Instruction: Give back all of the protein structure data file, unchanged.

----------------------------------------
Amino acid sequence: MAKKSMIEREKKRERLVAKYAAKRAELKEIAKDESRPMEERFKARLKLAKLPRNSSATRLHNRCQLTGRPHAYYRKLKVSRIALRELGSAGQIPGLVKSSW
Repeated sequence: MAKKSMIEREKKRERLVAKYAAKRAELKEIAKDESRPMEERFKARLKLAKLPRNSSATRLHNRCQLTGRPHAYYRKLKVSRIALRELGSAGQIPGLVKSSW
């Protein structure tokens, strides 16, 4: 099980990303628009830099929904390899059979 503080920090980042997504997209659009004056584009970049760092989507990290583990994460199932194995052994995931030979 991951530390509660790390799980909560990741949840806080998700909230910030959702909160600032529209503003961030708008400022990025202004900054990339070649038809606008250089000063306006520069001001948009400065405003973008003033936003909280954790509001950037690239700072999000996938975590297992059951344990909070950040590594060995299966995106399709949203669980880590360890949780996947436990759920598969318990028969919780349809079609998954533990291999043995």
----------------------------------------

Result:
Amino acid sequence: MAKKSMIEREKKRERLVAKYAAKRAELKEIAKDESRPMEERFKARLKLAKLPRNSSATRLHNRCQLTGRPHAYYRKLKVSRIALRELGSAGQIPGLVKSSW
Repeated sequence: MAKKSMIEREKKRERLVAKYAAKRAELKEIAKDESRPMEERFKARLKLAKLPRNSSATRLHNRCQLTGRPHAYYRKLKVSRIALRELGSAGQIPGLVKSSW
């Protein structure tokens, strides 16, 4: 099980990303628009830099929904390899059979 503080920090980042997504997209659009004056584009970049760092989507990290583990994460199932194995052994995931030979 991951530390509660790390799980909560990741949840806080998700909230910030959702909160600032529209503003961030708008400022990025202004900054990339070649038809606008250089000063306006520069001001948009400065405003973008003033936003909280954790509001950037690239700072999000996938975590297992059951344990909070950040590594060995299966995106399709949203669980880590360890949780996947436990759920598969318990028969919780349809079609998954533990291999043995």